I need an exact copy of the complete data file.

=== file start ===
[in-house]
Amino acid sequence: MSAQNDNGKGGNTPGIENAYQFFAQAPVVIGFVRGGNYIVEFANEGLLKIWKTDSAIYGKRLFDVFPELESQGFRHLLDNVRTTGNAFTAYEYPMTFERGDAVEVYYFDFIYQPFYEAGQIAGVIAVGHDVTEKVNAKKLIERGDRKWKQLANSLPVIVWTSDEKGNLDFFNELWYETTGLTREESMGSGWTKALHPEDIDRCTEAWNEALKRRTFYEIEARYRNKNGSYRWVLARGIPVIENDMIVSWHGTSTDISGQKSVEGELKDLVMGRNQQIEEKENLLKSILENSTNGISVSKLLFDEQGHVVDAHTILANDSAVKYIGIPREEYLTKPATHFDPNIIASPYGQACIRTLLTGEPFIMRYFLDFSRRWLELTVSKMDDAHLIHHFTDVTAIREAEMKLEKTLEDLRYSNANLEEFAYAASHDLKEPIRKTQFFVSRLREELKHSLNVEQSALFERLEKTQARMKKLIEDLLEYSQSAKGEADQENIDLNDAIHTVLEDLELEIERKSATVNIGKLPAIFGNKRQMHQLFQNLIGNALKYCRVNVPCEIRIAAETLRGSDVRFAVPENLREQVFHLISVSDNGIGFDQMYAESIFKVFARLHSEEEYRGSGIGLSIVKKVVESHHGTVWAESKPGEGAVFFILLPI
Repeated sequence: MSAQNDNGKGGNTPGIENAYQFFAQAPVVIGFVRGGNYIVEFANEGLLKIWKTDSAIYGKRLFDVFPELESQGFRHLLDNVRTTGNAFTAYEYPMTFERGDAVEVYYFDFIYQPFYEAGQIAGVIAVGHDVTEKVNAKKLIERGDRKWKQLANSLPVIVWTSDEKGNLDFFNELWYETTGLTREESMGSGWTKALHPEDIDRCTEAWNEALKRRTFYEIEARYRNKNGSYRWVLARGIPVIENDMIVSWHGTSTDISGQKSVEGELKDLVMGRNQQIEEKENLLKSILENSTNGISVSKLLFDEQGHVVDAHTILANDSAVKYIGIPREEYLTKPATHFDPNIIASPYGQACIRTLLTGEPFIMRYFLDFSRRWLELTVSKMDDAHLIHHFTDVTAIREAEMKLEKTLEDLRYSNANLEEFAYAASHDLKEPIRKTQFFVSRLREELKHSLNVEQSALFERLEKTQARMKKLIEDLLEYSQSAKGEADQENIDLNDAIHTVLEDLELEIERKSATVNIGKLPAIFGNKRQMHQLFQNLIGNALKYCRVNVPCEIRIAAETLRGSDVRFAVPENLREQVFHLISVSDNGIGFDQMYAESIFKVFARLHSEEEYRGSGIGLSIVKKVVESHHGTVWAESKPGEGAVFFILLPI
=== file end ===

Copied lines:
[in-house]
Amino acid sequence: MSAQNDNGKGGNTPGIENAYQFFAQAPVVIGFVRGGNYIVEFANEGLLKIWKTDSAIYGKRLFDVFPELESQGFRHLLDNVRTTGNAFTAYEYPMTFERGDAVEVYYFDFIYQPFYEAGQIAGVIAVGHDVTEKVNAKKLIERGDRKWKQLANSLPVIVWTSDEKGNLDFFNELWYETTGLTREESMGSGWTKALHPEDIDRCTEAWNEALKRRTFYEIEARYRNKNGSYRWVLARGIPVIENDMIVSWHGTSTDISGQKSVEGELKDLVMGRNQQIEEKENLLKSILENSTNGISVSKLLFDEQGHVVDAHTILANDSAVKYIGIPREEYLTKPATHFDPNIIASPYGQACIRTLLTGEPFIMRYFLDFSRRWLELTVSKMDDAHLIHHFTDVTAIREAEMKLEKTLEDLRYSNANLEEFAYAASHDLKEPIRKTQFFVSRLREELKHSLNVEQSALFERLEKTQARMKKLIEDLLEYSQSAKGEADQENIDLNDAIHTVLEDLELEIERKSATVNIGKLPAIFGNKRQMHQLFQNLIGNALKYCRVNVPCEIRIAAETLRGSDVRFAVPENLREQVFHLISVSDNGIGFDQMYAESIFKVFARLHSEEEYRGSGIGLSIVKKVVESHHGTVWAESKPGEGAVFFILLPI
Repeated sequence: MSAQNDNGKGGNTPGIENAYQFFAQAPVVIGFVRGGNYIVEFANEGLLKIWKTDSAIYGKRLFDVFPELESQGFRHLLDNVRTTGNAFTAYEYPMTFERGDAVEVYYFDFIYQPFYEAGQIAGVIAVGHDVTEKVNAKKLIERGDRKWKQLANSLPVIVWTSDEKGNLDFFNELWYETTGLTREESMGSGWTKALHPEDIDRCTEAWNEALKRRTFYEIEARYRNKNGSYRWVLARGIPVIENDMIVSWHGTSTDISGQKSVEGELKDLVMGRNQQIEEKENLLKSILENSTNGISVSKLLFDEQGHVVDAHTILANDSAVKYIGIPREEYLTKPATHFDPNIIASPYGQACIRTLLTGEPFIMRYFLDFSRRWLELTVSKMDDAHLIHHFTDVTAIREAEMKLEKTLEDLRYSNANLEEFAYAASHDLKEPIRKTQFFVSRLREELKHSLNVEQSALFERLEKTQARMKKLIEDLLEYSQSAKGEADQENIDLNDAIHTVLEDLELEIERKSATVNIGKLPAIFGNKRQMHQLFQNLIGNALKYCRVNVPCEIRIAAETLRGSDVRFAVPENLREQVFHLISVSDNGIGFDQMYAESIFKVFARLHSEEEYRGSGIGLSIVKKVVESHHGTVWAESKPGEGAVFFILLPI